This lab, although tiring, ended up being a lot of fun. It was really nice to get to see our booth come together with the tent that we built last week. Indeed, the booth seemed to accommodate the tent structure well. While this isn’t exhaustive proof that this was true Viking practice, we believe that the combination of tent and booth structure constituted a spacious living arrangement with solid structure to lean up against and ample height for standing and moving around. One member of the class who has been spending time in the tent over the past few days has reported that, despite ample rainfall, the interior of the tent has remained very dry. 

One area for future research would be to experiment with different types of tent material. We used a canvas cloth, and it appears to be performing well in wet conditions, but perhaps a different material would have been more likely used by the Vikings. How might the canvas perform in winter?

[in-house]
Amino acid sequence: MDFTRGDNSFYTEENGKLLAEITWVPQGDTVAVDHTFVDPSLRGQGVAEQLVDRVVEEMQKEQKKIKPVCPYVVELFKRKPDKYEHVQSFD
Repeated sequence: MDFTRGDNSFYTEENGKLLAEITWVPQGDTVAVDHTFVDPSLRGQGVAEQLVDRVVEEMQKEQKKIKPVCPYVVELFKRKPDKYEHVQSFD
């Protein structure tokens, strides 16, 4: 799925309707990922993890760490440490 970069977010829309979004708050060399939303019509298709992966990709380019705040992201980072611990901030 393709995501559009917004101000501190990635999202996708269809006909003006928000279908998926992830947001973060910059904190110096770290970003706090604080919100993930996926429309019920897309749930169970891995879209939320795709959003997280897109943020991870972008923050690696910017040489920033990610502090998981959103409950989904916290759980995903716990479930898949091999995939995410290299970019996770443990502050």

Many people also commented on the teamwork element of this lab (as opposed to spinning wool, perhaps) as a major factor in their enjoyment. While spinning wool was a very social activity, one was not necessarily reliant on the people around them to complete the task at hand. Cutting turf, on the other hand, would likely have been next to impossible without other people to cut while others are lifting or vice versa, carry the turf from the harvest site to the build site, and to provide relief when one gets tired. The physical labor inherent to turf building was made bearable (even enjoyable) and went by very quickly because of the social conditions brought about by working with and around others (especially on a task that, at times, didn’t require intense focus). 

Trimming turf walls.

The communal nature of turf building.
Erecting the tent frame on the booth.